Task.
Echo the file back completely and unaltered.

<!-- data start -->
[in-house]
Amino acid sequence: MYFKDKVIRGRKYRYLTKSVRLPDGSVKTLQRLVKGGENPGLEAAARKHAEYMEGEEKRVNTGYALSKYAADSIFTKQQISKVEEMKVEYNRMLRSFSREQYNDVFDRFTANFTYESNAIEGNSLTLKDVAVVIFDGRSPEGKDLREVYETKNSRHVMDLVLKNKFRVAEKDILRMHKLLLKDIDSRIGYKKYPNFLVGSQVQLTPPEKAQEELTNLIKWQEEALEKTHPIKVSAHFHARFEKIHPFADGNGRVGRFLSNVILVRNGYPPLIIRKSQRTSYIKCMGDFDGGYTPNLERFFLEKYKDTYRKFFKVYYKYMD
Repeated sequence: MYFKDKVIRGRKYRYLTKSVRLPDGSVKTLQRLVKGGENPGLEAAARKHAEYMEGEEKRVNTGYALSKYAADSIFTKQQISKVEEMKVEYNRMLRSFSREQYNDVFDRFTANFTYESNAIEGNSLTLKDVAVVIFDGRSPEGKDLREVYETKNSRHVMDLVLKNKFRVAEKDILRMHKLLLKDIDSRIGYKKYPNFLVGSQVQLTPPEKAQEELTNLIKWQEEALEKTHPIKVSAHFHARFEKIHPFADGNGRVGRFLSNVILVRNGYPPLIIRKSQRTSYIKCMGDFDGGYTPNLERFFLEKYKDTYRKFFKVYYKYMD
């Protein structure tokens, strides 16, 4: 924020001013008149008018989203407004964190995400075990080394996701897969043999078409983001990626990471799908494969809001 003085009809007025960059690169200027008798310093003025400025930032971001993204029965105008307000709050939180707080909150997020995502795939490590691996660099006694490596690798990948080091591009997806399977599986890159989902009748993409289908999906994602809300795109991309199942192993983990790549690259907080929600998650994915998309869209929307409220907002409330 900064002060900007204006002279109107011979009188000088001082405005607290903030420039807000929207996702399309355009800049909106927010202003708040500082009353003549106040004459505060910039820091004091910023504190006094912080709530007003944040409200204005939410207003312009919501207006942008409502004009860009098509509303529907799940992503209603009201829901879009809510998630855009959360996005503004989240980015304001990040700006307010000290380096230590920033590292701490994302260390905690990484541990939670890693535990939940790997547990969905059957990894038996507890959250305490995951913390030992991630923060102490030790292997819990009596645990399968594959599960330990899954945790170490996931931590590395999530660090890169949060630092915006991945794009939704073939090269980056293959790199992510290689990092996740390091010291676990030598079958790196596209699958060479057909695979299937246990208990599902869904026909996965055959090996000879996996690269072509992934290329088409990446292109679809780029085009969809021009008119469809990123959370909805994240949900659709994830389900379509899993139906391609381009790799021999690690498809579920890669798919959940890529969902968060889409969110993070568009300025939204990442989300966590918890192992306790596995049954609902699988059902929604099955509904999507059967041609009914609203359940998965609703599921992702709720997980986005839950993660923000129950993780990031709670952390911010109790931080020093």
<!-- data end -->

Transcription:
[in-house]
Amino acid sequence: MYFKDKVIRGRKYRYLTKSVRLPDGSVKTLQRLVKGGENPGLEAAARKHAEYMEGEEKRVNTGYALSKYAADSIFTKQQISKVEEMKVEYNRMLRSFSREQYNDVFDRFTANFTYESNAIEGNSLTLKDVAVVIFDGRSPEGKDLREVYETKNSRHVMDLVLKNKFRVAEKDILRMHKLLLKDIDSRIGYKKYPNFLVGSQVQLTPPEKAQEELTNLIKWQEEALEKTHPIKVSAHFHARFEKIHPFADGNGRVGRFLSNVILVRNGYPPLIIRKSQRTSYIKCMGDFDGGYTPNLERFFLEKYKDTYRKFFKVYYKYMD
Repeated sequence: MYFKDKVIRGRKYRYLTKSVRLPDGSVKTLQRLVKGGENPGLEAAARKHAEYMEGEEKRVNTGYALSKYAADSIFTKQQISKVEEMKVEYNRMLRSFSREQYNDVFDRFTANFTYESNAIEGNSLTLKDVAVVIFDGRSPEGKDLREVYETKNSRHVMDLVLKNKFRVAEKDILRMHKLLLKDIDSRIGYKKYPNFLVGSQVQLTPPEKAQEELTNLIKWQEEALEKTHPIKVSAHFHARFEKIHPFADGNGRVGRFLSNVILVRNGYPPLIIRKSQRTSYIKCMGDFDGGYTPNLERFFLEKYKDTYRKFFKVYYKYMD
């Protein structure tokens, strides 16, 4: 924020001013008149008018989203407004964190995400075990080394996701897969043999078409983001990626990471799908494969809001 003085009809007025960059690169200027008798310093003025400025930032971001993204029965105008307000709050939180707080909150997020995502795939490590691996660099006694490596690798990948080091591009997806399977599986890159989902009748993409289908999906994602809300795109991309199942192993983990790549690259907080929600998650994915998309869209929307409220907002409330 900064002060900007204006002279109107011979009188000088001082405005607290903030420039807000929207996702399309355009800049909106927010202003708040500082009353003549106040004459505060910039820091004091910023504190006094912080709530007003944040409200204005939410207003312009919501207006942008409502004009860009098509509303529907799940992503209603009201829901879009809510998630855009959360996005503004989240980015304001990040700006307010000290380096230590920033590292701490994302260390905690990484541990939670890693535990939940790997547990969905059957990894038996507890959250305490995951913390030992991630923060102490030790292997819990009596645990399968594959599960330990899954945790170490996931931590590395999530660090890169949060630092915006991945794009939704073939090269980056293959790199992510290689990092996740390091010291676990030598079958790196596209699958060479057909695979299937246990208990599902869904026909996965055959090996000879996996690269072509992934290329088409990446292109679809780029085009969809021009008119469809990123959370909805994240949900659709994830389900379509899993139906391609381009790799021999690690498809579920890669798919959940890529969902968060889409969110993070568009300025939204990442989300966590918890192992306790596995049954609902699988059902929604099955509904999507059967041609009914609203359940998965609703599921992702709720997980986005839950993660923000129950993780990031709670952390911010109790931080020093």